Once the cargo was accepted and the loading plan agreed, the Leith stevedores scaled one-hundred-foot ladders and settled down in the cabs of two huge cranes. Working in tandem to a precise, if unwritten, choreography, they took turns to lower the grab buckets into the ship’s hold, lifting the flakes, and depositing the yellow brimstone into open- topped lorries that sped to the entrance of the fertiliser factory half a mile away.
Streamers of yellow dust fanned through the teeth of the buckets, occasionally catching fire. Ribbons of blue flame sparkled and crackled against platinum skies. When a sulphur boat came in, John always requested an extra man from the factory day crew to stand ready to extinguish the sulphur fires with seawater from a red rubber hose.
Inside the factory, John managed his shift team with an iron fist, assigning tasks and tracking performance with military precision, but the two day teams were controlled by others.
The maintenance crew of welders, riggers, turners, tiffys, sparkies, carpenters, mechanics and fitters were ably managed by Roderick, an energetic marine engineer who responded to dry land with perpetual motion. He paced the miles of factory road, from dockside to ammonia spheres, from sulphur melters to Nitram packing, from workshop to store, a lightning flash of white hair and wisdom.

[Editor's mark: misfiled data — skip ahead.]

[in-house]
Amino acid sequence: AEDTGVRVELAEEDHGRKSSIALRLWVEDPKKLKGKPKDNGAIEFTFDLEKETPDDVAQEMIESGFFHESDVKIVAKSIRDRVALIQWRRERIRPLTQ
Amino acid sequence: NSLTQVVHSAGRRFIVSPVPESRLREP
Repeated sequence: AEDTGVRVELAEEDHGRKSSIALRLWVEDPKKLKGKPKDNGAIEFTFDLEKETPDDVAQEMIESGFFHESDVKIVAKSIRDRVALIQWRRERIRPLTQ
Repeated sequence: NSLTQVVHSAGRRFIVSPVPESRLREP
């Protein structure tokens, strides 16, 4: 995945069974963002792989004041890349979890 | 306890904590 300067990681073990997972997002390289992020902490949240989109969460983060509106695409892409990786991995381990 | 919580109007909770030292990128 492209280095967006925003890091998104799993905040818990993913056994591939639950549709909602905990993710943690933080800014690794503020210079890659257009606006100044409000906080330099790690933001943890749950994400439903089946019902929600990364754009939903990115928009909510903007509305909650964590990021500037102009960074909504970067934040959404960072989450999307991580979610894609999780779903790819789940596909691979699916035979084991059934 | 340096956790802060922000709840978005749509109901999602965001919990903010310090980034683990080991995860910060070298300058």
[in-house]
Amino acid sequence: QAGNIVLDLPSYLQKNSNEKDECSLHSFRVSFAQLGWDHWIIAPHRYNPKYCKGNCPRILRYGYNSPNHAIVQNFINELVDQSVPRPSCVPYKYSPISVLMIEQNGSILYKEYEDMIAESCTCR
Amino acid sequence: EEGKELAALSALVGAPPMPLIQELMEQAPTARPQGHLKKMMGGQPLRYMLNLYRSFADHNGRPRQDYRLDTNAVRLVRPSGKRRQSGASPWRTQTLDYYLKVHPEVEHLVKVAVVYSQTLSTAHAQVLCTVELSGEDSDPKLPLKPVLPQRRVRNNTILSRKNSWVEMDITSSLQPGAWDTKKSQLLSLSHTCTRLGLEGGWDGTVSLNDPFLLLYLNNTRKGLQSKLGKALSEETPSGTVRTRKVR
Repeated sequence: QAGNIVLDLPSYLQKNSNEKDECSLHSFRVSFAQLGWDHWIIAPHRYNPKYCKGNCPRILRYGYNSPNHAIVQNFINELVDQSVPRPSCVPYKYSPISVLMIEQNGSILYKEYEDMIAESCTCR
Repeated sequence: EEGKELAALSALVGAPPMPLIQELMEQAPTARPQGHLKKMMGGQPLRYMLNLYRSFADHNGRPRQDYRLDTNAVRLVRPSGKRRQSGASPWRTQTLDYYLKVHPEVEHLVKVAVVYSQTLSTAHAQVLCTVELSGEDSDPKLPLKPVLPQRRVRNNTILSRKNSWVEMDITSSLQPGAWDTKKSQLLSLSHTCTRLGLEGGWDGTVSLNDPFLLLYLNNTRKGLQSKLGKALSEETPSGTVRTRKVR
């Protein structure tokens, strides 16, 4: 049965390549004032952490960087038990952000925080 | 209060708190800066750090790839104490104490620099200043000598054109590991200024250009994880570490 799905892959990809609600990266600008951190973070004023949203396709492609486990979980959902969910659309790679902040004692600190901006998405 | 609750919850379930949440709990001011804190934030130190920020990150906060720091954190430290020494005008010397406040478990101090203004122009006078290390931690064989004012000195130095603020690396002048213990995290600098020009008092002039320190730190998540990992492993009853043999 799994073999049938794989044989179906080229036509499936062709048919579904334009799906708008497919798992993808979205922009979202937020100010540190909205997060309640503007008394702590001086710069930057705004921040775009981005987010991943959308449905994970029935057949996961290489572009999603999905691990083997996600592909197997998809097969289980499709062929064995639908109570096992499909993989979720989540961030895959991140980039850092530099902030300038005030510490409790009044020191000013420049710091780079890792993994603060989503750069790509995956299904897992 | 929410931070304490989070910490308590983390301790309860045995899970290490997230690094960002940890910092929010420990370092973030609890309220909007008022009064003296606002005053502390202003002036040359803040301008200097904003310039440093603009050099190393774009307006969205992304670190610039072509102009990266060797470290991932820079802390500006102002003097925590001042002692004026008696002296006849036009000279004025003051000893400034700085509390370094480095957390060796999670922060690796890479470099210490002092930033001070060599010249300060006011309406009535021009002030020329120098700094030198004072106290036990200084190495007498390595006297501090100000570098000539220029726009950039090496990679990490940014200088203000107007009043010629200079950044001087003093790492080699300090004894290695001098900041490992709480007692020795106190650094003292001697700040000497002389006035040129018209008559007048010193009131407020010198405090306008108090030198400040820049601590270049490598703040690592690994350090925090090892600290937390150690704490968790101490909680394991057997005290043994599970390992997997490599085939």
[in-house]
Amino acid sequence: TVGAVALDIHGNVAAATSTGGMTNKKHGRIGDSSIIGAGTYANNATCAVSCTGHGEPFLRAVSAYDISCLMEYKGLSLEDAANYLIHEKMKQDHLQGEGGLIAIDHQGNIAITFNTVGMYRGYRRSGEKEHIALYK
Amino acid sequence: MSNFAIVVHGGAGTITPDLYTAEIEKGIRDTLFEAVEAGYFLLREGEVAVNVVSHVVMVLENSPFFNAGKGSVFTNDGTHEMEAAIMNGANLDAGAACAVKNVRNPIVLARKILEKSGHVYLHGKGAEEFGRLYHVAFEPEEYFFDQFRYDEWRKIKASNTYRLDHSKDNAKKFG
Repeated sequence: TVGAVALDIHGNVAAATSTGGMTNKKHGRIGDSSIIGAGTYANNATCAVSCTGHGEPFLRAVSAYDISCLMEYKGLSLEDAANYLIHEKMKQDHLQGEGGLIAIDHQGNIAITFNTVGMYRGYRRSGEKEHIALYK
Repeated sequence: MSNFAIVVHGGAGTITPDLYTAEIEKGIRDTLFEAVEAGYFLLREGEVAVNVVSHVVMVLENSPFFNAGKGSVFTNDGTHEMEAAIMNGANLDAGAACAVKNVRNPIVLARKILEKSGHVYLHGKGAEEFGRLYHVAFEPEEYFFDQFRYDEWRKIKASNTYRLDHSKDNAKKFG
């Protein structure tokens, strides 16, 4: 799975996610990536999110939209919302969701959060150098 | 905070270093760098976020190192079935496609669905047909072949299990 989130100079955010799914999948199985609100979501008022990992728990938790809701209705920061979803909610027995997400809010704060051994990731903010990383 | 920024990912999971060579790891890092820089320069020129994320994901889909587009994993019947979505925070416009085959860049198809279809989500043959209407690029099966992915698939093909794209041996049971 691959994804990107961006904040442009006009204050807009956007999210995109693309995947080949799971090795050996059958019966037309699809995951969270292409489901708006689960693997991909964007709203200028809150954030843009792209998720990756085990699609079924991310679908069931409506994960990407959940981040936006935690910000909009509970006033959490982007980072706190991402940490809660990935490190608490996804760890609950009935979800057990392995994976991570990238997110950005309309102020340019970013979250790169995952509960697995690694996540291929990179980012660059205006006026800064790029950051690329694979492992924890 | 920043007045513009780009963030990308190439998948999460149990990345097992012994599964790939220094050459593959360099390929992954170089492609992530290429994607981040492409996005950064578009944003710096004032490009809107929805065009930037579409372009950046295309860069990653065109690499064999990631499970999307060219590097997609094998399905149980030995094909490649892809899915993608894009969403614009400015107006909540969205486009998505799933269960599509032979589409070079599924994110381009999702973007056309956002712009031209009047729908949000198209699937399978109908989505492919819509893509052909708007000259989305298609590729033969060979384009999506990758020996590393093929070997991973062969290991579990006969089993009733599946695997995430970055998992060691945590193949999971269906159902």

The services crew managed themselves, contrary to the belief of the blustering, ineffectual university graduate who imagined that workmen could be led from the comfort of an office, and provided the manual labour according to a strict hierarchy.
At the top sat the wannabe craftsmen, those who didn’t make the grade for a full apprenticeship but could drive a forklift truck and speak the lingo. Tolerated as craft assistants, they carried tools, fetched spares, sorted scrap and brought extra muscle, elbow grease or welly as required.
In the middle lay those who unloaded the raw materials or packed the product. At the bottom skulked the greasers.